Our Missional Citizenship
Within all of the foundational documents of the USA, there is no statement that begins with: “The purpose of the United States of America is…” Instead, the closest type of statement is found in the Preamble to the Constitution. It reads:
We the people of the United States, in order to form a more perfect union, establish justice, insure domestic tranquility, provide for the common defense, promote the general welfare, and secure the blessings of liberty to ourselves and our posterity, do ordain and establish this Constitution for the United States of America.
The purpose of the “this Constitution for the United States of America” is to establish a society of persons living together for the common goals of justice, tranquility, defense, welfare, and liberty. The ideals were obviously guided by and, in many ways, borrowed from the Scriptures. It is the closest we come to a purpose statement for the USA.
As Christians and citizens in this country, we are beneficiaries to the privileges of living in it. However, we are not beholden to it. Even in its historic greatness as a philosophical and political construct, we hold a greater citizenship to Christ’s kingdom. Our eternal citizenship is to determine how we live in our temporary citizenship.
1. We must learn how to live by the mandates that spring from the life of Jesus.
As our rightful King, we must follow two mandates from His life. Jesus lived with a cultural mandate seen in Luke 4:16-21. On the Sabbath in Nazareth, He publicly read from Isaiah regarding the year of the Lord’s favor as it relates to the hurting and outcast. It is a pattern repeatedly shown in His life. As His people, we should follow Christ in the work of delivering justice and comfort to those pained by the world’s afflictions.
Jesus’ life also exemplified an evangelistic mandate which He spoke of in Luke 19:9-10. After working redemptively with Zacchaeus, Jesus announced why the Son of Man had arrived: to seek and save the lost. We are participants in His ministry to find those who are lost and lead them to the Savior.
2. We must heed the missional sending by Jesus.
After His resurrection, Jesus finds His followers (including the 11 remaining apostles) hiding in a locked room because they feared for their lives. At His appearance to them, He says in John 20:21, “Peace to you. As the Father has sent me, I also send you.” It is a stunning statement. In the same way and for the same mission that the Father sent the Son, our King is now sending us. His mission that must rule our day.
But what normally rules the day of a human? We allow fleshly pleasures to take a hold of our actions. Political and cultural values creep in to rule over our minds. Personal guilt carried from times past and present gnaw for our allegiance. With their unfulfilled promises of satisfaction, we must allow God’s mission to take its rightful place. Allow the sending nature of our King of glory and grace to rule your life.
3. We must participate in the missionary work of the church.
As Christians, we are not normal citizens. 2 Corinthians 5:20 teaches us, “Therefore, we are ambassadors for Christ, since God is making his appeal through us. We plead on Christ’s behalf: ‘Be reconciled to God.'” Our ultimate allegiance has changed and we now represent a new kingdom. Rather than give our whole lives to the temporary kingdoms and political structures of the world, we should spend our lives representing the one true King.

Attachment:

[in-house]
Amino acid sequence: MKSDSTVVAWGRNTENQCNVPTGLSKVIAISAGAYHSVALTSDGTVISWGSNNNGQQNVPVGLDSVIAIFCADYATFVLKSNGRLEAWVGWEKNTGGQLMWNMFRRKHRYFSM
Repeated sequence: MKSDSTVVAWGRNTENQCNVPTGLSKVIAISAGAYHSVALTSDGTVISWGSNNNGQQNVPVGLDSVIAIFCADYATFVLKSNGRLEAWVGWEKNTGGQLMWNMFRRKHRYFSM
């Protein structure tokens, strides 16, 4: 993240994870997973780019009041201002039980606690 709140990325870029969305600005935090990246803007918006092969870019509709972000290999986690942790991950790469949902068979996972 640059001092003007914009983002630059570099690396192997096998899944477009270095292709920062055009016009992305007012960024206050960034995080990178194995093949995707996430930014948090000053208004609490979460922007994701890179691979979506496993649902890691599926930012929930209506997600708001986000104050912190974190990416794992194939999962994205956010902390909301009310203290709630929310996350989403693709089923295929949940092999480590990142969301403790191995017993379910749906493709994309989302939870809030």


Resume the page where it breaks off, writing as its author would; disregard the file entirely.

But we know that confrontation with the world’s powers are inevitable. Shortly after the launch of the church’s ministry, the governing authorities demanded that the apostles stop preaching the gospel. The church had its answer in Acts 5:29.
Peter and the apostles replied, “We must obey God rather than people.”
When the early believers in Thessalonica faced an angry mob of those opposed to the gospel, it revealed the kind of life we are called to live in this statement by the rioters in Acts 17:6-7
When they did not find them, they dragged Jason and some of the brothers before the city officials, shouting, “These men who have turned the world upside down have come here too, and Jason has welcomed them. They are all acting contrary to Caesar’s decrees, saying that there is another king—Jesus.”
As Christians who are citizens of the United States of America, you have two of the most powerful political devices known to human history: you vote as an American citizen and the ability to possess an American passport. Because of these, here are two encouragements.
- As a voting citizen, use your political influence to advocate for justice and your political liberties to advocate for the Gospel. The church should stand in the public square as the conscious of a culture that will abuse its own people. Use your voice to stand up for the Gospel and righteousness.
- As a citizen with an American passport (and you should all get one), use it to travel to places where the Gospel is not yet known. In very large and rounded off numbers, there are thousands of people groups who have little to zero witness of the Gospel among them. According to Pew Research, among the 7.3 billion people in the world, only 2.3 billion are Christians.
Our mission is to make disciples of all nations. May we hold tightly to our role as an ambassador for Christ as we live in the temporary empires of the world.
Click here to listen to my sermon on this subject at First Bradenton.